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13 February

In the headlines

US fighter jets have shot down a third flying object over North American airspace in three days. A military commander says the Pentagon is unsure what any of the mystery interlopers were, how they stayed aloft or where they were coming from – and hasn’t “ruled out” extra-terrestrial origin. Rescuers have pulled a seven-month-old baby from the rubble of a collapsed building in Turkey, 139 hours after last week’s first deadly earthquake. A 13-year-old girl was also saved this weekend, with rescuers saying “You are a miracle”. More than 33,000 people are now confirmed to have died in the quake. Waitrose is offering an oyster delivery service for Valentine’s Day. Lotharios can order the aphrodisiac, priced at £8.40 for six, via Deliveroo. Expect an “evening of anticipation”, says The Times – “either of sex or of a bad reaction to molluscs”.


Leonardo DiCaprio’s habit of breaking up with his girlfriends when they reach 25 has long been a “tabloid joke”, says Hadley Freeman in The Sunday Times. “Ha-ha, Leo would rather go down with the Titanic than touch a decrepit hag of 30!” But the “ha” changed to “ew” last week, when it was reported that the 48-year-old’s latest squeeze, Eden Polani, is “all of 19 years old”. The reaction was so negative that DiCaprio’s people had to release a statement insisting the two weren’t dating. How things have changed. Lauren Bacall was 19 when she began her relationship with 44-year-old Humphrey Bogart on the set of To Have and Have Not. The only person who kicked up a fuss was the movie’s 48-year-old director, Howard Hawks – “because he’d had his eye on Bacall, too”.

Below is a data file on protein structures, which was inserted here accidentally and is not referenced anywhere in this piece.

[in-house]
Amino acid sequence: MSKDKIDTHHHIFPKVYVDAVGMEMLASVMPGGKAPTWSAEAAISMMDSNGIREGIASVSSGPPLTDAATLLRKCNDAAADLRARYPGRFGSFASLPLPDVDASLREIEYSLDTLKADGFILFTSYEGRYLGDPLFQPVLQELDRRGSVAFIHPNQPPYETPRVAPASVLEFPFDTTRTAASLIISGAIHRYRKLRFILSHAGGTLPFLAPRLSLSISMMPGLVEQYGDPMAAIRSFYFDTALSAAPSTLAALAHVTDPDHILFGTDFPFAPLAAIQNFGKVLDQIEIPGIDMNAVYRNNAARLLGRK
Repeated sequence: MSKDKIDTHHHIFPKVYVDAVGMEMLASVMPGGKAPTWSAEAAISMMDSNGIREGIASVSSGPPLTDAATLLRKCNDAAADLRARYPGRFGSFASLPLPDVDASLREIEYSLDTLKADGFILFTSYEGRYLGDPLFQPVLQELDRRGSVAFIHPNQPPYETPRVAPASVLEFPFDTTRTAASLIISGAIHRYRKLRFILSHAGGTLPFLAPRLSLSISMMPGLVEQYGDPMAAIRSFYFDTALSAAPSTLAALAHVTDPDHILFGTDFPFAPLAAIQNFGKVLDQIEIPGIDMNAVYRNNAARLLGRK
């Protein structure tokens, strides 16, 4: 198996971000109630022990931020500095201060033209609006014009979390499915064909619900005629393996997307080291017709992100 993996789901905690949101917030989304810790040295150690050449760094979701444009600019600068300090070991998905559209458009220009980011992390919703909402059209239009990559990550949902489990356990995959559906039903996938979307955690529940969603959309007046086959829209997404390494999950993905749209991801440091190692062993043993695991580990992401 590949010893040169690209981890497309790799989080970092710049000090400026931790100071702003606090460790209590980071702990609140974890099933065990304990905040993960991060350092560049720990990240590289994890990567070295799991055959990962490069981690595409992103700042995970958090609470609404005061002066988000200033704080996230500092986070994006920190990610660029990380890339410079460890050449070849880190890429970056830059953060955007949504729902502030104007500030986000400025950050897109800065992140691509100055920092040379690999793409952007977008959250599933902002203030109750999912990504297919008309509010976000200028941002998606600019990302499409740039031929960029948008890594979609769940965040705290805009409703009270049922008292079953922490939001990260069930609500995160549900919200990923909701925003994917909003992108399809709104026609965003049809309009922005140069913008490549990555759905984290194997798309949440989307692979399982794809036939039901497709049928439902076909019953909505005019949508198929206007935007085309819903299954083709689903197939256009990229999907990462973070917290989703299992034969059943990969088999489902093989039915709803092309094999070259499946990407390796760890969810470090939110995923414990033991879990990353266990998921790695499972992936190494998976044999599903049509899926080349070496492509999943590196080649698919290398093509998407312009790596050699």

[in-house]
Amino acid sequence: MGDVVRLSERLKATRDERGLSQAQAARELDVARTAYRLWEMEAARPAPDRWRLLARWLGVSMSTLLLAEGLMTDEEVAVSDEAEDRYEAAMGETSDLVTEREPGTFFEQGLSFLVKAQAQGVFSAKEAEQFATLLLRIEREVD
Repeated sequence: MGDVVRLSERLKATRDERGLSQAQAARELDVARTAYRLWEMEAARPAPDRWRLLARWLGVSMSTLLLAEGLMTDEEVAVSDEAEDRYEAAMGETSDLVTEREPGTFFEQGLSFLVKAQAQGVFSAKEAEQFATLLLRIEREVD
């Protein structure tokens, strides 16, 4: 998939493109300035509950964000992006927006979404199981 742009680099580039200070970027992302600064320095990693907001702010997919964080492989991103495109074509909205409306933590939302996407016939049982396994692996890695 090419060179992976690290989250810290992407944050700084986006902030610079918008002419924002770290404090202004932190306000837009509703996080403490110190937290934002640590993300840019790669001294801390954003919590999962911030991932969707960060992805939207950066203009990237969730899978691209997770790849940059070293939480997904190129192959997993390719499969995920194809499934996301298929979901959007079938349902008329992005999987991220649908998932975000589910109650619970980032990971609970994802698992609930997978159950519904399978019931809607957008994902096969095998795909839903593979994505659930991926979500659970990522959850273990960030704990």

On the money

There are many tell-tale signs that economists use to predict a recession, says The Guardian. One is the “lipstick index” – women tend to buy more of the beauty product during a downturn as it’s an “affordable luxury”. Another is men’s underwear, which is replaced less during tough times. Then, at least in the US, there are strippers’ tips. One dancer says America’s economic troubles last year hit her income hard. “I know girls who dance in Vegas and even they weren’t making money… If Vegas girls aren’t making money, no one’s making money.”

Quirk of history

Bluetooth is named after a 10th-century Viking king, says The Cultural Tutor. The wireless system was originally going to be called “Personal Area Networking”, but the tech wizards decided they needed a snappier “placeholder” name. One engineer, Jim Kardach, suggested “Bluetooth”, as he’d recently been reading about King Harald “Bluetooth” Gormsson of Denmark. Kardach said the monarch, who had one rotten tooth darker than the rest, was famous for uniting Scandinavia “just as we intended to unite the PC and cellular industries”. The term stuck, and the Bluetooth logo was designed by combining the Viking runes ᚼ (H) and ᛒ (B).


The website Worn on TV enables you to find almost any outfit you see on hit series. Watching The White Lotus and love one of the dresses Daphne wears to dinner? Wondering how much Kendall’s “casual” suit really costs in Succession? Simply search for the show, and the site will tell you the price of the garment and where to buy it. Browse for your favourite outfits here.


Our attention span is getting shorter, even for music, says The Economist. During the 1980s, the average chart-topping song had 21 seconds of introductory instrumentals before getting to the vocals. Today, when catchy lyrical hooks are crucial for grabbing attention on streaming services, intros last an average of just 12 seconds.


It’s a pink fairy armadillo, an exceptionally rare species in Argentina that experts are trying to learn more about. Roughly the size of a hamster, Chlamyphorus truncatus has a subterranean lifestyle that makes it famously hard to find. “Octogenarians who have lived all of their lives in these rural areas may have seen this animal only once or twice,” says park ranger Guillermo Ferraris. “But they never forget it.” In a bid to improve our understanding of the elusive mammals, armadillo expert Mariella Superina is hoping to retrain pangolin-tracking dogs to sniff them out.


quoted 13.2.23

“To travel hopefully is a better thing than to arrive.”

Robert Louis Stevenson